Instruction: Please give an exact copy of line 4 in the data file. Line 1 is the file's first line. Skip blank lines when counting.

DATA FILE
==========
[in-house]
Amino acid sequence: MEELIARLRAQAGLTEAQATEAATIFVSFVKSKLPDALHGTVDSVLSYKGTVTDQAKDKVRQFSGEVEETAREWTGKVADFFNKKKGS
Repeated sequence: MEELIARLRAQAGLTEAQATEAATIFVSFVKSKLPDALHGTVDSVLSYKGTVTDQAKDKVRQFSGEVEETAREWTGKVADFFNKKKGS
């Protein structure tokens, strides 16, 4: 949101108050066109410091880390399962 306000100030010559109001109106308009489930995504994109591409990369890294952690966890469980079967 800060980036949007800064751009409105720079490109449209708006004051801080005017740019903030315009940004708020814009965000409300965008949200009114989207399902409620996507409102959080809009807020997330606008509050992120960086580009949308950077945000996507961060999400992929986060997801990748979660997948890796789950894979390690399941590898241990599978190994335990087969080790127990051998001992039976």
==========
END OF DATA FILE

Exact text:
């Protein structure tokens, strides 16, 4: 949101108050066109410091880390399962 306000100030010559109001109106308009489930995504994109591409990369890294952690966890469980079967 800060980036949007800064751009409105720079490109449209708006004051801080005017740019903030315009940004708020814009965000409300965008949200009114989207399902409620996507409102959080809009807020997330606008509050992120960086580009949308950077945000996507961060999400992929986060997801990748979660997948890796789950894979390690399941590898241990599978190994335990087969080790127990051998001992039976």